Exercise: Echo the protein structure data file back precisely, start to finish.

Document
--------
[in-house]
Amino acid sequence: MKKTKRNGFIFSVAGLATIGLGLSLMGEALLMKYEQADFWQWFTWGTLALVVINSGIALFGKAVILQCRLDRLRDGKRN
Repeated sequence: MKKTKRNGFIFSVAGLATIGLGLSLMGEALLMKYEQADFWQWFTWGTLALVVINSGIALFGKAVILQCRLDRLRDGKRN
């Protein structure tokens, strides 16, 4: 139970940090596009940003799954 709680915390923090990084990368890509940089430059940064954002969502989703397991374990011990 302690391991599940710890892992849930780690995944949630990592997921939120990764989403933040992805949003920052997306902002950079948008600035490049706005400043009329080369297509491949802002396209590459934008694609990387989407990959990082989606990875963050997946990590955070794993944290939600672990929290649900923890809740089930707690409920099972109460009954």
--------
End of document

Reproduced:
[in-house]
Amino acid sequence: MKKTKRNGFIFSVAGLATIGLGLSLMGEALLMKYEQADFWQWFTWGTLALVVINSGIALFGKAVILQCRLDRLRDGKRN
Repeated sequence: MKKTKRNGFIFSVAGLATIGLGLSLMGEALLMKYEQADFWQWFTWGTLALVVINSGIALFGKAVILQCRLDRLRDGKRN
């Protein structure tokens, strides 16, 4: 139970940090596009940003799954 709680915390923090990084990368890509940089430059940064954002969502989703397991374990011990 302690391991599940710890892992849930780690995944949630990592997921939120990764989403933040992805949003920052997306902002950079948008600035490049706005400043009329080369297509491949802002396209590459934008694609990387989407990959990082989606990875963050997946990590955070794993944290939600672990929290649900923890809740089930707690409920099972109460009954």